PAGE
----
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Messages - devingymnast

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Don't forget about the multitudes of outside graduate / professional school scholarships out there that you can apply for. They're all a numbers game - just go to your undergrad finaid office, go to, go to your Rhodes/Marshall/Fulbright coordinator - make a list, and start applying. That's a great way to avoid loans and get your law school fully paid for (I did it for undergrad.)

Financial Aid / Re: When the Scholarship is more than Tuition
« on: December 11, 2007, 04:17:20 PM »
^^^ Haha.

I've been in this position for undergrad. I got about $400,000 in scholarships, both from W&M and from outside scholarships. I only get back a check each semester for the difference between total expenses (tuition, room and board, , etc.) and the total Cost of Attendance (COA). In general, you cannot get back more than the COA for an institution. (But for me, all the extra money went to my mother back home, so I still have $3.50 in my bank account.)

So what happened to the rest of my money, you ask? It just gets dissolved in the system. No joke.

Sometimes, though, the individual scholarships are made out to you (not the institution), in which case you can cash away.

No - as long as your M.A. / M.S. is noted elsewhere on your application. LORs aren't valuable because they show stats / credentials about you - they're valuable for specific insights and examples that can show a high degree of prerequisite experiences / skills for law school and the legal world.

I was in a similar situation. Don't write a DS unless there's some other aspect of diversity you can / want to show that's not shown in your personal statement. For example, my PS was about how gymnastics was my route of out gangs and all that jazz. Any DS that I did addressed my educational diversity - i.e. philosophy honors thesis and its upcoming oral defense and other such details.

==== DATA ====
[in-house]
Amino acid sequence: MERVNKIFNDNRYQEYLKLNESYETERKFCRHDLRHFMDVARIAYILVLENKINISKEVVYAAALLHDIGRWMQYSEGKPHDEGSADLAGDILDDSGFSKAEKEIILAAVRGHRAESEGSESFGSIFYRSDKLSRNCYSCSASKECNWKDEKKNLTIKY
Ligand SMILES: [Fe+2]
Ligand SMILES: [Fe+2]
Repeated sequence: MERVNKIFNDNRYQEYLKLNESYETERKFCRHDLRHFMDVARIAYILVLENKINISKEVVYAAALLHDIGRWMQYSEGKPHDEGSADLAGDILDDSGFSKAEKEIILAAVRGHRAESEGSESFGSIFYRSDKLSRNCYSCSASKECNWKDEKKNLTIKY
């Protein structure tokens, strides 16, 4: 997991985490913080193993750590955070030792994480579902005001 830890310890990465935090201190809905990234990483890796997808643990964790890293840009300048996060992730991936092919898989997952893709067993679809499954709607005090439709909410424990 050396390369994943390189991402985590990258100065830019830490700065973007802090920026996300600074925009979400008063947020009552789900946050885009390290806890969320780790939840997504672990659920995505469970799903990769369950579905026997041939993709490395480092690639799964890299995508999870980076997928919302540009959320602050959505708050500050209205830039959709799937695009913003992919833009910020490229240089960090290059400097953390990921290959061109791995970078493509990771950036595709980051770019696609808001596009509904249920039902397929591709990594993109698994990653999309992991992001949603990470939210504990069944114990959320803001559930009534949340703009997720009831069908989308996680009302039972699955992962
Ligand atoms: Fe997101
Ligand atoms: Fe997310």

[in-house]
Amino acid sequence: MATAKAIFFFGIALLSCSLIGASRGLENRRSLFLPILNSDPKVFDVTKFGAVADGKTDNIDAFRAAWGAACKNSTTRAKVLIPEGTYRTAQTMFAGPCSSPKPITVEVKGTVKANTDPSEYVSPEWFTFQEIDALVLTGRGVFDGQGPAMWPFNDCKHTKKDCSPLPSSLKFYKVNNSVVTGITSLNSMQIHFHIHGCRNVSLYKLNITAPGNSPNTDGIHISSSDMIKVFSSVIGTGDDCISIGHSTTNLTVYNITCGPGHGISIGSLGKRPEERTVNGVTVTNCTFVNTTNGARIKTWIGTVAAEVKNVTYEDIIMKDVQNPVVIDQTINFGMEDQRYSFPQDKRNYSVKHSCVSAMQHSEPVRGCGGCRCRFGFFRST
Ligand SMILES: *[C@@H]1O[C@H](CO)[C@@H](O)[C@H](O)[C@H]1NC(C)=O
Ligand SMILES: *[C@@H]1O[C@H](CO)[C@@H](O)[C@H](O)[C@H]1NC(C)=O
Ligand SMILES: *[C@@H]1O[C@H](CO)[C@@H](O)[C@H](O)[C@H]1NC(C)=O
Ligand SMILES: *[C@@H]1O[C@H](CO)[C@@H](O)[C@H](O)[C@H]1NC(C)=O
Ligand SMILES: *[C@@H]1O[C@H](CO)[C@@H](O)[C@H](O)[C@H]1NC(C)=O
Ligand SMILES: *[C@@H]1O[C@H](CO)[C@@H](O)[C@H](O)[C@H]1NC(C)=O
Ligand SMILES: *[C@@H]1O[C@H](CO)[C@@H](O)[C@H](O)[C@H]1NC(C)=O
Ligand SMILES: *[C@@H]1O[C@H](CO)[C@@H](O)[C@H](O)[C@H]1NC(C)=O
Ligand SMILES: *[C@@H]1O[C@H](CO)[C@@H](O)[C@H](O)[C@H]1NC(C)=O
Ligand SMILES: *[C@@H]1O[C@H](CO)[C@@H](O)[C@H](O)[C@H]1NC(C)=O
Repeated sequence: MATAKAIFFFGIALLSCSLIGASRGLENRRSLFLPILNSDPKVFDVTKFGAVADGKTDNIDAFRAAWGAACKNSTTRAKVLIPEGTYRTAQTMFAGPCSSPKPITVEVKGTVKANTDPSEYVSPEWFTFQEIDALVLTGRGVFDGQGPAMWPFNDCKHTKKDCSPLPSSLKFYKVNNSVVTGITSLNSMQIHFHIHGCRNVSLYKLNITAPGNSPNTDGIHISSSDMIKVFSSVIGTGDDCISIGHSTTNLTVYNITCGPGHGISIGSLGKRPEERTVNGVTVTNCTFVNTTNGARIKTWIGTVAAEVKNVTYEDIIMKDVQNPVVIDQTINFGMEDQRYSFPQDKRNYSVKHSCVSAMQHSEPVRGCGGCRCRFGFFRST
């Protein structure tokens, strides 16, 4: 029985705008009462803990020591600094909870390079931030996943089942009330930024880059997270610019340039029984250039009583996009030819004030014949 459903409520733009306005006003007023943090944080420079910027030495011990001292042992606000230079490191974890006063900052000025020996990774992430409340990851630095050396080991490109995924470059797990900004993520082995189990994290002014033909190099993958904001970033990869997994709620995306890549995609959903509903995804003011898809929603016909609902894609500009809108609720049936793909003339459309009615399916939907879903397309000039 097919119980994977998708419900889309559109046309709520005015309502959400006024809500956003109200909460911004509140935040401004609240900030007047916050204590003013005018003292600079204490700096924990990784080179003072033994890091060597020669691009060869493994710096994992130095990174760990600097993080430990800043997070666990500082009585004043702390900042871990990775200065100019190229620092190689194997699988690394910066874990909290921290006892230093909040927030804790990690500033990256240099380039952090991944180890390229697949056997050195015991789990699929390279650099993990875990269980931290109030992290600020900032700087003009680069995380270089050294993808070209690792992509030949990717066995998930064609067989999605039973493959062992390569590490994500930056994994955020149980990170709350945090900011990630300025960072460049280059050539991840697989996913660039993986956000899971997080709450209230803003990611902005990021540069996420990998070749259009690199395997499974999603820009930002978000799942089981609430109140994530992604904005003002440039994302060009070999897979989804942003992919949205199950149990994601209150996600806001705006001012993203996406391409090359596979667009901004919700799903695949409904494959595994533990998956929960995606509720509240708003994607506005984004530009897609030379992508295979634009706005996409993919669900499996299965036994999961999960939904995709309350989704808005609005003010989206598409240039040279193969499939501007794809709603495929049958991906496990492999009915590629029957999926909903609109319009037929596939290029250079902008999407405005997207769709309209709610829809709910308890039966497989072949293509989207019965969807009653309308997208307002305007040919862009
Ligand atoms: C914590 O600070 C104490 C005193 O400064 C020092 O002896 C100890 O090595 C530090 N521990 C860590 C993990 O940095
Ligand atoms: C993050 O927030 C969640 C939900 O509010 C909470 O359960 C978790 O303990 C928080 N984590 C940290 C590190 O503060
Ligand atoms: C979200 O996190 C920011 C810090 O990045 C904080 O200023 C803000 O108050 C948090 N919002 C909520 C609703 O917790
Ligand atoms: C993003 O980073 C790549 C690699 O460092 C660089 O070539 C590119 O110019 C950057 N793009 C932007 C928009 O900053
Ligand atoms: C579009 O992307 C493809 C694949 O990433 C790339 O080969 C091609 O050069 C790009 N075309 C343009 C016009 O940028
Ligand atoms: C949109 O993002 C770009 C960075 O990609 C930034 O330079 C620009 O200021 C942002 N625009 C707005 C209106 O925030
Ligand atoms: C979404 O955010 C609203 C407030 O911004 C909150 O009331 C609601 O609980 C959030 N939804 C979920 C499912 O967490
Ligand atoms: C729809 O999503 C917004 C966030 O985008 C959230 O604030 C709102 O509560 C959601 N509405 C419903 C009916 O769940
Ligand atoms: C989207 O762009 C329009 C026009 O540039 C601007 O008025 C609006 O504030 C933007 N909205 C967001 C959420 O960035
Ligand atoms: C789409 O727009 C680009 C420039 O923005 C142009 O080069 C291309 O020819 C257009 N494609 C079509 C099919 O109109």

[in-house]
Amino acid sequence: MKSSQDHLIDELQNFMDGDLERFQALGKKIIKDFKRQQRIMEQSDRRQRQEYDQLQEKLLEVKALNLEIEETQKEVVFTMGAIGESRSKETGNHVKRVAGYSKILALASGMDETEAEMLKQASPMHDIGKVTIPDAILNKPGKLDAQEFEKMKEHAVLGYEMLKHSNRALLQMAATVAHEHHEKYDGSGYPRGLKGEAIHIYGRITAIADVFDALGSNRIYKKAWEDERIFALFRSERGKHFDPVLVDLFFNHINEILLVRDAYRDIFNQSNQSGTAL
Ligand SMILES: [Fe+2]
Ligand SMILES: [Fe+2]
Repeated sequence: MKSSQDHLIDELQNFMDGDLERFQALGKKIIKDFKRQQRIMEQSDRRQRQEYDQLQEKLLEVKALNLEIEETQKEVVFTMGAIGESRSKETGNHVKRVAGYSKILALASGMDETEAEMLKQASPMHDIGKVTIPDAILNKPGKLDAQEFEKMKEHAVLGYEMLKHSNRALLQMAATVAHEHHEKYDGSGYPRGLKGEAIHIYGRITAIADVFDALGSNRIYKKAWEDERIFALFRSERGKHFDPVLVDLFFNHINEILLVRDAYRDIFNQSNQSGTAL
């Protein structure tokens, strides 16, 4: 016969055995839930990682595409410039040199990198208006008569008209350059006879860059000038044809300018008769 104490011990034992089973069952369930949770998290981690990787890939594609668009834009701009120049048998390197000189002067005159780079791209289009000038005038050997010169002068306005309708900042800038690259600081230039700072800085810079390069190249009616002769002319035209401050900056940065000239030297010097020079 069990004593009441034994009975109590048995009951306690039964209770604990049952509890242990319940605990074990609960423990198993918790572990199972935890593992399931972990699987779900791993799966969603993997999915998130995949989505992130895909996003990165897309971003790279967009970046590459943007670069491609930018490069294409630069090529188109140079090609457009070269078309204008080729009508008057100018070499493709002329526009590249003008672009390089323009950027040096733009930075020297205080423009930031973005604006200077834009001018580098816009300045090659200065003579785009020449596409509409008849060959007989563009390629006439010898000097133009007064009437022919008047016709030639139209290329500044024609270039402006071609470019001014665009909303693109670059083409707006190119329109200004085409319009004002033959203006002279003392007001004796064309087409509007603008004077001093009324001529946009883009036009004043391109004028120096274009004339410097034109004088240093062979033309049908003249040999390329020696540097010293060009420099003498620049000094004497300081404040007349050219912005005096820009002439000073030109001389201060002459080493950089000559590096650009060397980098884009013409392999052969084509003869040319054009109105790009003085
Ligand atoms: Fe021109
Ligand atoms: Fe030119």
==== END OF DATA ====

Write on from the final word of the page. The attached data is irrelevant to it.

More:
Law School Admissions / Re: Updating Transcript Question
« on: December 11, 2007, 12:45:11 PM »
I don't see a reason that you'd need to send the community college transcript unless it's changed or been updated in some way. In general, only send have the updated transcripts sent to LSAC, and they'll update the GPA and all.

Personal Statements, Resumes, and Letters of Recommendation / Re: LOR
« on: December 11, 2007, 08:30:05 AM »
You can go ahead and send in your application. LSAC will forward the letter once they receive / process it and according to each school's update preferences (i.e. some schools accept updates to reports twice a month, once a week, etc.). I would go ahead and send in your application - they won't review it until they have received the minimum number of LORs.

Law School Admissions / Re: Repeated Yale Application?
« on: December 10, 2007, 10:35:46 PM »
If you sent the same basic app in, not only would it be obnoxious, but also likely fruitless.

That being said, go watch Rudy. I think intelligent persistence pays off.

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